Using a library of 100,000 carefully designed molecules, scientists at Compugen’s subsidiary Keddem Bioscience are trying to create a “universal probe” that would act as a key for any enzyme’s active site, Martin Gerstel, the chairman of the board for Compugen, said on Monday during his presentation at the UBS Life Sciences conference in New York.
If such a probe is successful, it would solve the problem of finding inhibitors for proteins in order to study what the functions of specific proteins are, said Dror Ofer, the CEO of Keddem.
The idea of finding a small molecule that just sticks to the active site of a protein sounds very elegant,” said Ofer. “The problem is where do you find that molecule? We will have a way of doing that systematically.”
The idea behind the universal probe, also known as a universal ligand, is that every enzyme has “sticky points,” or chemical moieties that form weak bonds with the chemical moieties in the ligand, Gerstel explained. There is a minimum distance chemical moieties must have between each other in order for them to interact without forming covalent bonds, and there is also a maximum distance that the moieties can have between them before the bond becomes so weak that it is no longer considered an interaction.
By calculating the minimum and maximum distances between the chemical moieties, and dividing that range of distances up into bins, or intervals, Keddem Bioscience scientists have estimated that a library of 100,000 carefully chosen, non-redundant molecules could be used to generate ligands to bind with any active site.
“We started with an understanding of a three-dimensional ligand that fits into an active site, and we developed a theory to which we say ‘I don’t see why this shouldn’t work,’” said Gerstel, speaking during a question-and-answer session at the conference.
But Robert Fletterick, a professor in the department of biochemistry at the University of California San Francisco who studies the functions of biological systems using X-ray crystallography, cautioned that even though a ligand may fit into an active site, it does not mean that “the key will turn the lock.”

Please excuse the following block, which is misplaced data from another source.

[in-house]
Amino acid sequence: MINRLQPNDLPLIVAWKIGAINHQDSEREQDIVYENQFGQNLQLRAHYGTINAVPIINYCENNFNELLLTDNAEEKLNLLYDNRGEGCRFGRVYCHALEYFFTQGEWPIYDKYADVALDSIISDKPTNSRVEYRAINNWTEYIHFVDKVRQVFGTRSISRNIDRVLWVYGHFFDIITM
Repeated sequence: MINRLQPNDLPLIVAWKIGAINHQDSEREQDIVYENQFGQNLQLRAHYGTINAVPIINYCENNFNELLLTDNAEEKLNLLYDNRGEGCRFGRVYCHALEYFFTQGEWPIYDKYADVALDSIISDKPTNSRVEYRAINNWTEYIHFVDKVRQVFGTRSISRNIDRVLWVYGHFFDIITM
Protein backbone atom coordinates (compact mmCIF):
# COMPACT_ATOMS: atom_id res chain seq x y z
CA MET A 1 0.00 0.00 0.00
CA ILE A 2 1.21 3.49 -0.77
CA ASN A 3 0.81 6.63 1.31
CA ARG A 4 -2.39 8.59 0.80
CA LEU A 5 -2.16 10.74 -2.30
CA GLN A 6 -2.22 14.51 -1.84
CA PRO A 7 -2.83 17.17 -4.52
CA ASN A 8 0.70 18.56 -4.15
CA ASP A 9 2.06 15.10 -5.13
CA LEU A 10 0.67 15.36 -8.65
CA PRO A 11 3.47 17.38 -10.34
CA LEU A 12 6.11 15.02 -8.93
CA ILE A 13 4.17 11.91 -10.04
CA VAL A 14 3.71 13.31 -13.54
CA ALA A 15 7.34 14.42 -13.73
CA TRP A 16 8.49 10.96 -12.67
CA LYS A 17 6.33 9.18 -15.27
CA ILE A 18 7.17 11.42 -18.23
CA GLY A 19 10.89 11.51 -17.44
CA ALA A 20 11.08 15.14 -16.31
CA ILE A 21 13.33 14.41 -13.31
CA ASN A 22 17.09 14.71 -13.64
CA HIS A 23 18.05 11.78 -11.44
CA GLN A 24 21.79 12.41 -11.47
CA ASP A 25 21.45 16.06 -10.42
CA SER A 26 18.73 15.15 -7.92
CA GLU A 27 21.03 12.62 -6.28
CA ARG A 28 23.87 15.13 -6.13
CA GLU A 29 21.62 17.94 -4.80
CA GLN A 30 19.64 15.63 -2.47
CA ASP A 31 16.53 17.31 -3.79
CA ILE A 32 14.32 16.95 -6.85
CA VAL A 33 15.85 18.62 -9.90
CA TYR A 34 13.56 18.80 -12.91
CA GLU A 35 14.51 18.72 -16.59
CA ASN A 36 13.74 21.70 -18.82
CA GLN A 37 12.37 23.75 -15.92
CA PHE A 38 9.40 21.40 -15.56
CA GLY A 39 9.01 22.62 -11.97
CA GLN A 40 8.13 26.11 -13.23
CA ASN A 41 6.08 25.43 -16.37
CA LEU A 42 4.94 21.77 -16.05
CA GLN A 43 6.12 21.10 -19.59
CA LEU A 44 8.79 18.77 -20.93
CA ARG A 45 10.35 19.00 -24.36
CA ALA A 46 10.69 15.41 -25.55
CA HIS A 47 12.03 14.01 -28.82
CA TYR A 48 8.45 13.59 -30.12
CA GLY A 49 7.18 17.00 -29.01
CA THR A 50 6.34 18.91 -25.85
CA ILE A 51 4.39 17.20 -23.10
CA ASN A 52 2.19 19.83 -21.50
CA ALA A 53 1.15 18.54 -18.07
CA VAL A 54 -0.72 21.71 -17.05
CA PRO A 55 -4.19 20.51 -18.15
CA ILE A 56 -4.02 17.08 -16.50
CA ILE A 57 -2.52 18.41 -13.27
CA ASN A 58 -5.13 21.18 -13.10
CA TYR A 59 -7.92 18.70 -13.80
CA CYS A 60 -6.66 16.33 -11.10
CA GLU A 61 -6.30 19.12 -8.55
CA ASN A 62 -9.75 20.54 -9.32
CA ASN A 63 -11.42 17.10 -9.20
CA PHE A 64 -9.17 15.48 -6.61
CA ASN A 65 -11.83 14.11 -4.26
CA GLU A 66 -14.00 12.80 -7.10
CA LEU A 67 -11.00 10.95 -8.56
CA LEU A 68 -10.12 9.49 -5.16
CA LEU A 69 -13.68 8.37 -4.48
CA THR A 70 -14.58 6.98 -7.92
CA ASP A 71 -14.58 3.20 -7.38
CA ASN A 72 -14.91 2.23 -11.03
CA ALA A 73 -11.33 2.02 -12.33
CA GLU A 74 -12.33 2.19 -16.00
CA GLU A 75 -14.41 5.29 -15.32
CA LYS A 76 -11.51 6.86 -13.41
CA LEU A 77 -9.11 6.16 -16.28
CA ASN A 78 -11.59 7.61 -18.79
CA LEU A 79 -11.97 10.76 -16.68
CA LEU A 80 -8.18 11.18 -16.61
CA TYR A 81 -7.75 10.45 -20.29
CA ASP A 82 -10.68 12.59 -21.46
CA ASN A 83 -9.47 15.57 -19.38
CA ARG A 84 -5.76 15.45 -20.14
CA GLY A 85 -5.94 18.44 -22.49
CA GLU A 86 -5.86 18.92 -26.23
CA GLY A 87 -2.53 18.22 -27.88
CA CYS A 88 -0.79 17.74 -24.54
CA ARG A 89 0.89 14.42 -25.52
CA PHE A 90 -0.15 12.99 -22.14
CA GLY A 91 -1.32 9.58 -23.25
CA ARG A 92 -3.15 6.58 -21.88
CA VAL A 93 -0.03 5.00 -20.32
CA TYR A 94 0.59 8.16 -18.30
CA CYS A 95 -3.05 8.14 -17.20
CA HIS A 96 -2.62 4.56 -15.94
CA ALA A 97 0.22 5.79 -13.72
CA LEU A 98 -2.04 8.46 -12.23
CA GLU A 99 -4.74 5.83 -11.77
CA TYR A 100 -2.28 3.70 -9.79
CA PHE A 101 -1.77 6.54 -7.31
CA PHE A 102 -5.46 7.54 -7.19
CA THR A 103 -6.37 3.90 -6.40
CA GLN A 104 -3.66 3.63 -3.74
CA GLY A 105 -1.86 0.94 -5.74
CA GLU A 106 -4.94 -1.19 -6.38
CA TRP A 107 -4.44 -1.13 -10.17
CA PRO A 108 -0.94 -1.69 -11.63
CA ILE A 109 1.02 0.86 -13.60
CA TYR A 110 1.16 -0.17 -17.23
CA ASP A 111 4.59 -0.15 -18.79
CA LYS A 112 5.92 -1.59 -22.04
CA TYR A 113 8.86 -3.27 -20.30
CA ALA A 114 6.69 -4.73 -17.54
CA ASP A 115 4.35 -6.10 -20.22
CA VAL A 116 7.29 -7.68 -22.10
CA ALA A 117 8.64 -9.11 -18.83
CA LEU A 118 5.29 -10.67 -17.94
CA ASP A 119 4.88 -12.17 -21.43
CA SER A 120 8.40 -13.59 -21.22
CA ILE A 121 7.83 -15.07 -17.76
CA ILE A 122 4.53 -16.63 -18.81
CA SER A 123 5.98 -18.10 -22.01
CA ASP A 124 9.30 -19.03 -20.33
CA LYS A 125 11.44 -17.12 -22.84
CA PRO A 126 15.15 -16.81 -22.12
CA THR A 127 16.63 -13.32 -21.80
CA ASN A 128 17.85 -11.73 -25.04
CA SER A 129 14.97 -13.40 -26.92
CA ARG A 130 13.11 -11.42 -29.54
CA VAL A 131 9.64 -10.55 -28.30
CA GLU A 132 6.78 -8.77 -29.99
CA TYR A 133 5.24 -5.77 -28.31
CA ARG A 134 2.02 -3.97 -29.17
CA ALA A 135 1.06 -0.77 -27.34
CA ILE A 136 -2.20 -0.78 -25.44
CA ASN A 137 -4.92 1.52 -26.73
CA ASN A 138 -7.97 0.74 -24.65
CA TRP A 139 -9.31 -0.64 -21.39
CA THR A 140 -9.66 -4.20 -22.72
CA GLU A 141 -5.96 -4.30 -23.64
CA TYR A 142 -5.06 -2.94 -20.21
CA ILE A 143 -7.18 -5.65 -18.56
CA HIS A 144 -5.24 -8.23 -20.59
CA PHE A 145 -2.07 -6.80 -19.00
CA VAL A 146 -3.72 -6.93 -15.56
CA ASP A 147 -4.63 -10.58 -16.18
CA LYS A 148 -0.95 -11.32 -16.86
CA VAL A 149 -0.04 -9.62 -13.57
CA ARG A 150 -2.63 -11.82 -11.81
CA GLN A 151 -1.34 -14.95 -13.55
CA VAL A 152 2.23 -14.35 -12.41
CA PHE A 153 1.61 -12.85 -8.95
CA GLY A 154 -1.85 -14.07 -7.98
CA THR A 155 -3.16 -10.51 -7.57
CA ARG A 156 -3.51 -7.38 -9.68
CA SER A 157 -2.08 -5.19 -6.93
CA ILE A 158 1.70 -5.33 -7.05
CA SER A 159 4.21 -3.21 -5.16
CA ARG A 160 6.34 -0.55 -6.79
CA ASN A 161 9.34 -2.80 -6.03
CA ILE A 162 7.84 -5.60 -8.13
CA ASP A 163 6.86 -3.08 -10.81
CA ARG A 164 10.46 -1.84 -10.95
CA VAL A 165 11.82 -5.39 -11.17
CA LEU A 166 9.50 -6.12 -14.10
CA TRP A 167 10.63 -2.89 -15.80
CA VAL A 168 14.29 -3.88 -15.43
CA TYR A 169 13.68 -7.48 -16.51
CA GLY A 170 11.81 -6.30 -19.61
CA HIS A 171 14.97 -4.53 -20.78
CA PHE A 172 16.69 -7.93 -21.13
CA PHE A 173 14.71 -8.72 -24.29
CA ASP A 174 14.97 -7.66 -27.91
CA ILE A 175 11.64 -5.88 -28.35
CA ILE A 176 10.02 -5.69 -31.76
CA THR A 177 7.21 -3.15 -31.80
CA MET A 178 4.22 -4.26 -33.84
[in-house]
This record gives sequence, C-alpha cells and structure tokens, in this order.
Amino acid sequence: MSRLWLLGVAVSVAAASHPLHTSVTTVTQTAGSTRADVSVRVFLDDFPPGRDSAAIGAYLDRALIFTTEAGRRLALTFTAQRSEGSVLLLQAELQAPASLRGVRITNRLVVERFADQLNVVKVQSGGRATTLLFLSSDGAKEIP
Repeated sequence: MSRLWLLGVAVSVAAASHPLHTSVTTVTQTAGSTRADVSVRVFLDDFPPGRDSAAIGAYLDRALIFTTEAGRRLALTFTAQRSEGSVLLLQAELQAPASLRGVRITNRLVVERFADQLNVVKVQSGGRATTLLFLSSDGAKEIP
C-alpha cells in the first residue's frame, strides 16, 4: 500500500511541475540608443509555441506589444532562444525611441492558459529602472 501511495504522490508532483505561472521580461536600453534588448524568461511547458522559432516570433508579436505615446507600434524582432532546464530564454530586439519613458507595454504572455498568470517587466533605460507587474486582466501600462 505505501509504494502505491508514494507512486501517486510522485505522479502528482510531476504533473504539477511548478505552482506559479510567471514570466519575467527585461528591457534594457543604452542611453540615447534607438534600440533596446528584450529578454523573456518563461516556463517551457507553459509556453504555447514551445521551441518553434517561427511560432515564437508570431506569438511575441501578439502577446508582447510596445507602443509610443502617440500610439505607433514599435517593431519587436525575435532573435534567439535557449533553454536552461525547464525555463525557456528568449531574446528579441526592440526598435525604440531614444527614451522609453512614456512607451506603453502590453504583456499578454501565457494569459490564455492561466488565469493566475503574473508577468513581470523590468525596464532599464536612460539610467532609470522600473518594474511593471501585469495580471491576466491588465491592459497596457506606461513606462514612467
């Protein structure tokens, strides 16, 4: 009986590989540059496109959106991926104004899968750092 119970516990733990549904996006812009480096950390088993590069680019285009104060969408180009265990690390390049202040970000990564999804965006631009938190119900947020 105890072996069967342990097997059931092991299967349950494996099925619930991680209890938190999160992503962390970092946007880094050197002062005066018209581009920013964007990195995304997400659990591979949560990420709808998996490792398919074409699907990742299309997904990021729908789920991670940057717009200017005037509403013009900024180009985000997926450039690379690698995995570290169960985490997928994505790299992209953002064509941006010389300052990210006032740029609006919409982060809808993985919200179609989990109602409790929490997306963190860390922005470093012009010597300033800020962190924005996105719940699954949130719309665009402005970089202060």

“I’m completely suspicious,” said Fletterick. “Binding has conformational changes. The protein changes when it binds to a substrate, and how do you calculate that binding energy change? They can’t solve the problem computationally.”
Gerstel said the scientists’ approach to solving this problem is an example of the difference between having a company run by life scientists and a company run by physicists.
“The physics inclination is to say ‘How do you solve it?’ not ‘How do you make it faster, or better,’” said Gerstel.
Ofer pointed out that one of the biggest problems in the pharmaceutical industry is that there is no guarantee of being able to find drug candidates against targets.
“If you can say, ‘Look, if I put 100 chemists to work on different projects, I’m guaranteed to come up with five drug candidates per year’ — if you could at least make this statistical claim, then you could turn this into a deterministic process,” said Ofer.
In terms of proteomics, having access to inhibitors of proteins would allow researchers to more easily validate whether certain proteins contribute to a disease. Validation of biomarkers currently poses a major bottleneck in going from high-throughput screening to clinically useful therapeutic and diagnostic tools.
“If you’re looking at the human proteome, it will take a lot of work. There’s some basic infrastructure that needs to be created, and it will cost a lot of money and time,” said Ofer. “Basically, we’re trying to get this to work. If it can really succeed, I think it will have an impact that is difficult to imagine.”
Gerstel said that the $15 million that Compugen has in cash flow should be sufficient to fund the Keddem program for the next year. If the program continues to develop successfully, then the budget will have to be scaled up eventually, he said.
Aside from developing a universal probe library, Compugen, a 130-employee company based in Tel Aviv, Israel, is also working on developing therapeutic markers through a predictable computation-based discovery process that company officials say should have a higher chance of success than markers that are found randomly.
“The way research is done in the industry, they do hundreds and thousands of experiments in parallel. The results are all observational, and more than 99 percent of it leads nowhere,” said Gerstel. “Compugen’s mission is to increase the probability of success by using ideas from math, computational science, physics and life science.”
In March, Compugen began experimentally validating CD40, a potential therapeutic protein that it predicted computationally (see ProteoMonitor’s sister publication BioInform, 3-8-04). Gerstel said the company expects to add at least two therapeutic markers to the market each year.